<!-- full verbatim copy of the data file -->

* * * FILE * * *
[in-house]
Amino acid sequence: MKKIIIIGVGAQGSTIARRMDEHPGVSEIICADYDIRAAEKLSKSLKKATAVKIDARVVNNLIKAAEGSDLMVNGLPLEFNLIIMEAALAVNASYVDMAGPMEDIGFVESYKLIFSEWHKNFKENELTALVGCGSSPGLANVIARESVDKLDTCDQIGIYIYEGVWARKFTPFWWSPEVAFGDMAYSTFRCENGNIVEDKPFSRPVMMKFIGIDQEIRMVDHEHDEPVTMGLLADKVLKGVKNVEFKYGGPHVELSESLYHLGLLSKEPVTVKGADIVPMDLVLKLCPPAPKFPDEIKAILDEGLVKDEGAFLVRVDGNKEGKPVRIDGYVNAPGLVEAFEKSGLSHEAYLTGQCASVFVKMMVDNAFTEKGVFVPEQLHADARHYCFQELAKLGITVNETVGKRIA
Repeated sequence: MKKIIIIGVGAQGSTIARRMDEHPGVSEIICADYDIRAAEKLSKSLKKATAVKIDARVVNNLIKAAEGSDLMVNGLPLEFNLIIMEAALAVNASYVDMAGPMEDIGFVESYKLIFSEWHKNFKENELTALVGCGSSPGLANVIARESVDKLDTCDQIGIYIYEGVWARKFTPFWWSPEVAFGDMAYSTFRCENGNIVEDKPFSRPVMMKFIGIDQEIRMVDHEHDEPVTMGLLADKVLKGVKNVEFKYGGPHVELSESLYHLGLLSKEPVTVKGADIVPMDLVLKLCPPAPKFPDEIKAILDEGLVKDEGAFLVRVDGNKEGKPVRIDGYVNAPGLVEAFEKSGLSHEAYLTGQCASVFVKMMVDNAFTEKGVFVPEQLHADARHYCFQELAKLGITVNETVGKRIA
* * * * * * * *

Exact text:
[in-house]
Amino acid sequence: MKKIIIIGVGAQGSTIARRMDEHPGVSEIICADYDIRAAEKLSKSLKKATAVKIDARVVNNLIKAAEGSDLMVNGLPLEFNLIIMEAALAVNASYVDMAGPMEDIGFVESYKLIFSEWHKNFKENELTALVGCGSSPGLANVIARESVDKLDTCDQIGIYIYEGVWARKFTPFWWSPEVAFGDMAYSTFRCENGNIVEDKPFSRPVMMKFIGIDQEIRMVDHEHDEPVTMGLLADKVLKGVKNVEFKYGGPHVELSESLYHLGLLSKEPVTVKGADIVPMDLVLKLCPPAPKFPDEIKAILDEGLVKDEGAFLVRVDGNKEGKPVRIDGYVNAPGLVEAFEKSGLSHEAYLTGQCASVFVKMMVDNAFTEKGVFVPEQLHADARHYCFQELAKLGITVNETVGKRIA
Repeated sequence: MKKIIIIGVGAQGSTIARRMDEHPGVSEIICADYDIRAAEKLSKSLKKATAVKIDARVVNNLIKAAEGSDLMVNGLPLEFNLIIMEAALAVNASYVDMAGPMEDIGFVESYKLIFSEWHKNFKENELTALVGCGSSPGLANVIARESVDKLDTCDQIGIYIYEGVWARKFTPFWWSPEVAFGDMAYSTFRCENGNIVEDKPFSRPVMMKFIGIDQEIRMVDHEHDEPVTMGLLADKVLKGVKNVEFKYGGPHVELSESLYHLGLLSKEPVTVKGADIVPMDLVLKLCPPAPKFPDEIKAILDEGLVKDEGAFLVRVDGNKEGKPVRIDGYVNAPGLVEAFEKSGLSHEAYLTGQCASVFVKMMVDNAFTEKGVFVPEQLHADARHYCFQELAKLGITVNETVGKRIA